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3.5 2
by Mary Hooper

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Velvet is a laundress in a Victorian steam laundry. With both her mother and father dead, she has to rely upon her own wits to make a living. The laundry is scalding, back-breaking work and Velvet is desperate to create a better life. Then she is noticed by Madame Savoya, a famed medium, who asks Velvet to come work for her. At first she is dazzled by the young


Velvet is a laundress in a Victorian steam laundry. With both her mother and father dead, she has to rely upon her own wits to make a living. The laundry is scalding, back-breaking work and Velvet is desperate to create a better life. Then she is noticed by Madame Savoya, a famed medium, who asks Velvet to come work for her. At first she is dazzled by the young yet beautifully dressed and bejewelled Madame. But Velvet soon realizes that Madame Savoya is not all that she says she is, and Velvet's very life may be in danger . . . A romantic and thrilling new novel from an acclaimed historical fiction writer, Velvet is packed with rich details and surprising twists.

Editorial Reviews

VOYA - Jonatha Bayse
Velvet lives a life of drudgery in Ruffold's Steam Laundry. She slaves over the washing every day for very little money. The tide turns when she begins handling the personal laundry of Madame Natasha Savoya, a self-proclaimed medium and clairvoyant. What happens next is nothing short of astonishing. Madame Savoya plucks Velvet from the laundry and employs her as her personal assistant. Velvet learns many things from Madame Savoya, including that she is not everything she claims to be. Hooper's historical novel falls flat from the very beginning. The characters, including the heroine, are extremely two-dimensional, and it is difficult to become attached to any of them. Historical novels are generally a hard sell when it comes to young adult readers, and Hooper's novel will most certainly be passed over. Overall, Hooper's idea for the novel is a good one—debunking mediums during the early part of the twentieth century is an interesting topic. Hooper's historical notes are more interesting than the actual story. Readers will connect more with such writers as Jennifer Donnelly and Karen Hesse. This book might be better left to the adults. Reviewer: Jonatha Bayse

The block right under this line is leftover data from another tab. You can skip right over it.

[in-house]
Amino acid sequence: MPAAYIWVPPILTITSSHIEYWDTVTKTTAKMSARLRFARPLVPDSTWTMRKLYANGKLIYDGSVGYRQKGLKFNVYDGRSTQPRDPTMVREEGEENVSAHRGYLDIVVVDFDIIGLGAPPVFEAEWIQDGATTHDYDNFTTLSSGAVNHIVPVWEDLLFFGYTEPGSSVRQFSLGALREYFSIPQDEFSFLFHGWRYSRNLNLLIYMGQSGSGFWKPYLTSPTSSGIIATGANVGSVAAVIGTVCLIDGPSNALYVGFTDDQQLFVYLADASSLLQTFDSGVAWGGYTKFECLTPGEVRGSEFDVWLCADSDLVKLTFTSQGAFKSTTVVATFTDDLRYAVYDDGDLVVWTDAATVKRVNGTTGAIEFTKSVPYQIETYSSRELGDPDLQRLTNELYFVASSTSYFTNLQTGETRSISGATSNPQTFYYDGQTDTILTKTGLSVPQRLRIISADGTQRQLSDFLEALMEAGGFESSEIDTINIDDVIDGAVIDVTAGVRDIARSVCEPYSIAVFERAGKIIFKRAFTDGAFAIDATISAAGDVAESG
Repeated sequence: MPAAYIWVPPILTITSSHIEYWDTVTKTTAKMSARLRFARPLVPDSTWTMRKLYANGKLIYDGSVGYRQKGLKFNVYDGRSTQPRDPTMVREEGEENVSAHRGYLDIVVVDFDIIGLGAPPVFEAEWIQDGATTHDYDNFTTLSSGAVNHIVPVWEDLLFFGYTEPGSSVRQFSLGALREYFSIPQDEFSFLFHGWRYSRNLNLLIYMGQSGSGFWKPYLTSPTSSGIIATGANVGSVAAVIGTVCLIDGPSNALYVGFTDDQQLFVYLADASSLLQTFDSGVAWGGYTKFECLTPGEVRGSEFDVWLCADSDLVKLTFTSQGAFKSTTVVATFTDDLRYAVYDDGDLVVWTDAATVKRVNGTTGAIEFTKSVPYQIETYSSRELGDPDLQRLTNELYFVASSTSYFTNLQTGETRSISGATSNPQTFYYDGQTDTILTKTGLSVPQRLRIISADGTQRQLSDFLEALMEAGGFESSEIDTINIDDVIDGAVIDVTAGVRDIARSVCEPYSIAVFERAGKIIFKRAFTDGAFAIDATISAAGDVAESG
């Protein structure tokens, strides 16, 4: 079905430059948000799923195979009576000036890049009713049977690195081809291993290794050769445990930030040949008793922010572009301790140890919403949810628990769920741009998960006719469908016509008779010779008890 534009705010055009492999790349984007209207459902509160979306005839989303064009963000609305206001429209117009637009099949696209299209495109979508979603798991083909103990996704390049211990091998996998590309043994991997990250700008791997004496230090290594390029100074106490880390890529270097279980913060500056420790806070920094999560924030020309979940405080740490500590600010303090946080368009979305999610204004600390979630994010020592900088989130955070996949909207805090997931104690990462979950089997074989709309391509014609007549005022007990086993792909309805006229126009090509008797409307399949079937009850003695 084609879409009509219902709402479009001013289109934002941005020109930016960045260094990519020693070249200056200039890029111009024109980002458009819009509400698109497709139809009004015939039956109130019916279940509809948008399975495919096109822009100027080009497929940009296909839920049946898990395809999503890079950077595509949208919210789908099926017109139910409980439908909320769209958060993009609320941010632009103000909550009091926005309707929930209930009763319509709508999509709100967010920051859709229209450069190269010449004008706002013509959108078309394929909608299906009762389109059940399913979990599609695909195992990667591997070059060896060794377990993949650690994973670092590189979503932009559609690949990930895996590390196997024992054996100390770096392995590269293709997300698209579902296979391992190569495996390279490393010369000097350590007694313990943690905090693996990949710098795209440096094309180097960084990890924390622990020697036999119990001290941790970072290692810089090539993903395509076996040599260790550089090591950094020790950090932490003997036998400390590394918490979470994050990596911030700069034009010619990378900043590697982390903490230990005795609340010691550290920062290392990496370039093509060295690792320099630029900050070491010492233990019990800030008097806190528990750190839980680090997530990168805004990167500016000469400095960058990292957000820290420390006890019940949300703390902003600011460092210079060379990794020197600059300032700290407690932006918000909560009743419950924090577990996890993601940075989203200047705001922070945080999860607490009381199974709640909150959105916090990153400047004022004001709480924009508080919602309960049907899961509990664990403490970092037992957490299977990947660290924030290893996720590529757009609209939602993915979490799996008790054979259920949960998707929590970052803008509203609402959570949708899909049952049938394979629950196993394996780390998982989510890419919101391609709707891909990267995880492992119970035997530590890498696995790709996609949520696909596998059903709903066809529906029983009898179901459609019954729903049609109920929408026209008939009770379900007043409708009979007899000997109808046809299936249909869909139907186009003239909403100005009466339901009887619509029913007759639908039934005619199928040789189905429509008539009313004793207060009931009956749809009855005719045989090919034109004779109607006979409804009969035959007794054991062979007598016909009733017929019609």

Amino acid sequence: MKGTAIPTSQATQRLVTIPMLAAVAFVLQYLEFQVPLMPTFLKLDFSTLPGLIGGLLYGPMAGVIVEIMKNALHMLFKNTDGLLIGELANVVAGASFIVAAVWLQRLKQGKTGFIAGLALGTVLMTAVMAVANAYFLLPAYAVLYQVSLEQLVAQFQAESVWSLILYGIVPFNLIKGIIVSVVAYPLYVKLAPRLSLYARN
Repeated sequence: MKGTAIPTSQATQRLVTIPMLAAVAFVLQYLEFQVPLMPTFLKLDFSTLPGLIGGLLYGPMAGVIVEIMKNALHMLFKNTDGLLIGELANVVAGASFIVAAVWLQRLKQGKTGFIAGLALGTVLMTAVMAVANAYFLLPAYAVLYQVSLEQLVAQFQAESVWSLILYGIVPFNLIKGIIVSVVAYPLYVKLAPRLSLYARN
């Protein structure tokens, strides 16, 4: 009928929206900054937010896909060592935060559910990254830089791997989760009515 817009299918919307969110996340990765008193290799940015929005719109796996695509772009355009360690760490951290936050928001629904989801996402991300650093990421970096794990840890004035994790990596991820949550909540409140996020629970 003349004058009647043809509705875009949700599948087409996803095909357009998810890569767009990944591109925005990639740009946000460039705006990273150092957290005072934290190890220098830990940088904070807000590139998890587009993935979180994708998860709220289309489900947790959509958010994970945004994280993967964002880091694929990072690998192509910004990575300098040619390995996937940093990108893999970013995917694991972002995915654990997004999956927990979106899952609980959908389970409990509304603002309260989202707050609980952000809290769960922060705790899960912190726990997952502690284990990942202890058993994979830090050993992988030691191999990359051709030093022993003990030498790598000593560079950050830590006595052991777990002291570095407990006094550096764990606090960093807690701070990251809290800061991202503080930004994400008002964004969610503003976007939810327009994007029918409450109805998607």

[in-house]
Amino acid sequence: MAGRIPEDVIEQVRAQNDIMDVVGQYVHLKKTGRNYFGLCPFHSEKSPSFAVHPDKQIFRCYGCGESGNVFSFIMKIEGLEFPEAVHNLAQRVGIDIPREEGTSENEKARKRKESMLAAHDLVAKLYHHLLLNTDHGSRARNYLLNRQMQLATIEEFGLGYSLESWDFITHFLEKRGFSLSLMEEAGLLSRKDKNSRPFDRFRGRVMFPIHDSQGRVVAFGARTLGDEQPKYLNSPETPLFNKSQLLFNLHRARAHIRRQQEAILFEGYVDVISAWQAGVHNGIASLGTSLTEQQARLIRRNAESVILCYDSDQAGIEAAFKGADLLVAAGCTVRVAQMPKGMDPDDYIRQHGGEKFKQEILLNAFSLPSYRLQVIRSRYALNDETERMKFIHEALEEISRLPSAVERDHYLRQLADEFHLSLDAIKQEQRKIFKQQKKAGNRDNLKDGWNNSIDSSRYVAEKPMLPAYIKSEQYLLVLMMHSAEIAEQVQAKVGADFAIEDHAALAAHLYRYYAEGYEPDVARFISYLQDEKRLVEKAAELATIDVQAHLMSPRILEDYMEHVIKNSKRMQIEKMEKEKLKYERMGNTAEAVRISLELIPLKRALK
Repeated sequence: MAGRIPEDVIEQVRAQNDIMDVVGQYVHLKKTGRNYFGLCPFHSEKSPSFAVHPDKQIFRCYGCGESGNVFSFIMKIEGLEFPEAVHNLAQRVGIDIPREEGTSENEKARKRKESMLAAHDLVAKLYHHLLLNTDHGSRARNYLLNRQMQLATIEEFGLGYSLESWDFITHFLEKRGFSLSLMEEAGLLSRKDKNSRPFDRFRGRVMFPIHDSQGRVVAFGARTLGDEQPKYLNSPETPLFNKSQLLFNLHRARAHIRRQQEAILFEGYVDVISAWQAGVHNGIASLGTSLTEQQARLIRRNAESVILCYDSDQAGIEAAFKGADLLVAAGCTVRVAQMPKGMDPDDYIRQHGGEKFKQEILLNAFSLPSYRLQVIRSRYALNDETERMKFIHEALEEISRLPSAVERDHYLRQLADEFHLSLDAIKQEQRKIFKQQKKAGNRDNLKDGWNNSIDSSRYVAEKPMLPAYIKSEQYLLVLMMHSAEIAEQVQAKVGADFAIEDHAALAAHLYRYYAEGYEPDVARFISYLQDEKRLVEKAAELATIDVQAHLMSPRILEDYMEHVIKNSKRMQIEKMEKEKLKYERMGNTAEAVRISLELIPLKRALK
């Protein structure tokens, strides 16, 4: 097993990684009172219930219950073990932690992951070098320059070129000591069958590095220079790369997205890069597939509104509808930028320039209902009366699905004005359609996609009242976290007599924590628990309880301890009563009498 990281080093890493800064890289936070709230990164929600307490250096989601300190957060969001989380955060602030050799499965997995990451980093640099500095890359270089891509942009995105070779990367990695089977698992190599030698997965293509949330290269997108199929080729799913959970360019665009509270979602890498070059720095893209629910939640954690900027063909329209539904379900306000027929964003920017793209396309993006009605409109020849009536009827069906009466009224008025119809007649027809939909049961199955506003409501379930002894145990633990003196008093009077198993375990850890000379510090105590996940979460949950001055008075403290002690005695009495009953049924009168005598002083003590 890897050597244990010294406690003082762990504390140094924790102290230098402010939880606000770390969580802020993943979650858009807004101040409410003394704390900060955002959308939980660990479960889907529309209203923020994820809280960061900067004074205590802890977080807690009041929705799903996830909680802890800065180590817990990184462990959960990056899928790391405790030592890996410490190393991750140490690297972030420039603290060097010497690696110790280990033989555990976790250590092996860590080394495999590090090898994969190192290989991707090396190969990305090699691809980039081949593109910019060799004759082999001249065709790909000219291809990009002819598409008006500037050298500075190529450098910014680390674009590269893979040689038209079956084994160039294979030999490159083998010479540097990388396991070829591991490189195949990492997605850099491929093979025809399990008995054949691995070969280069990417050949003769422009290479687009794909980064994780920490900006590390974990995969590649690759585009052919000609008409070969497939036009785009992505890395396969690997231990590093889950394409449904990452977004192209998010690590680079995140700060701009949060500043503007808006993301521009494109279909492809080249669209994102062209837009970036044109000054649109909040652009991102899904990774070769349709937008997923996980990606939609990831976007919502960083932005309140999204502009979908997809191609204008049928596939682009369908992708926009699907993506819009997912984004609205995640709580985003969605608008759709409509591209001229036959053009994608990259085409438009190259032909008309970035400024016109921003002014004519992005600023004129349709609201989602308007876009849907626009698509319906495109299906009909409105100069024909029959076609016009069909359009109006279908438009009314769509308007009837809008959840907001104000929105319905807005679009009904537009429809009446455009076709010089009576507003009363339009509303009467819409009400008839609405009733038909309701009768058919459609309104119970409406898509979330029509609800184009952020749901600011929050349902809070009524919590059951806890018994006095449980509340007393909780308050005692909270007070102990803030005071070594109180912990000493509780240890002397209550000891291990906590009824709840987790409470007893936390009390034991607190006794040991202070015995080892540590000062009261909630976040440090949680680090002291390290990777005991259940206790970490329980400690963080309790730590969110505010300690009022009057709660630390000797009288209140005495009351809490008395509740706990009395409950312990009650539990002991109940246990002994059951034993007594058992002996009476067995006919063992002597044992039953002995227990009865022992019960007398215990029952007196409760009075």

VOYA - Mauree Schroeder
Velvet is a romance novel set in England during the early industrial revolution. The book is named after the protagonist, whose life is convoluted due to guilt, loneliness, and a deep-running determination to make a better life for herself. Despite the freshness of the involvement of mediums and conspiracies, the word choice is awkward and seems to drag rather than lead the audience through the anticlimactic prose. Even beyond that, it is very predictable. Reviewer: Mauree Schroeder, Teen Reviewer
Kirkus Reviews
A Victorian teen becomes dangerously ensnared in the sinister world of a fraudulent medium in this well-constructed, thoroughly researched tale set in London in 1900. A "quick and intelligent girl" with no family to support her, Velvet works long hours under dreadful conditions at Ruffold's Steam Laundry. A year ago, Velvet's drunken, abusive father fell into the river while chasing her, and she did nothing to save him. Guarding her guilty secret, Velvet abandoned her old life and childhood beau, fled to London and changed her name. When the famous clairvoyant Madame Savoya hires Velvet, she's thrilled to live in Madame's posh house and quickly develops a crush on Madame's handsome assistant, George. Initially grateful and in awe of Madame's seemingly incredible ability to communicate with spirits of the dead and bring comfort to grieving survivors, Velvet gradually discovers Madame's skills are not all they appear to be. By including descriptions of Madame's private sessions with individual clients, Hooper clues readers in to Madame's fraudulent schemes long before Velvet realizes the appalling truth. Vulnerable and credible, Velvet tries to expose Madame, but not before a shocking revelation. Packed with fascinating period details about the Victorian spiritualist craze, Hooper's suspenseful tale delivers authentic characters, bizarre encounters, plot twists and romance. Intriguing, savory Victorian chiller. (author's note; historical notes; bibliography) (Historical fiction. 12 & up)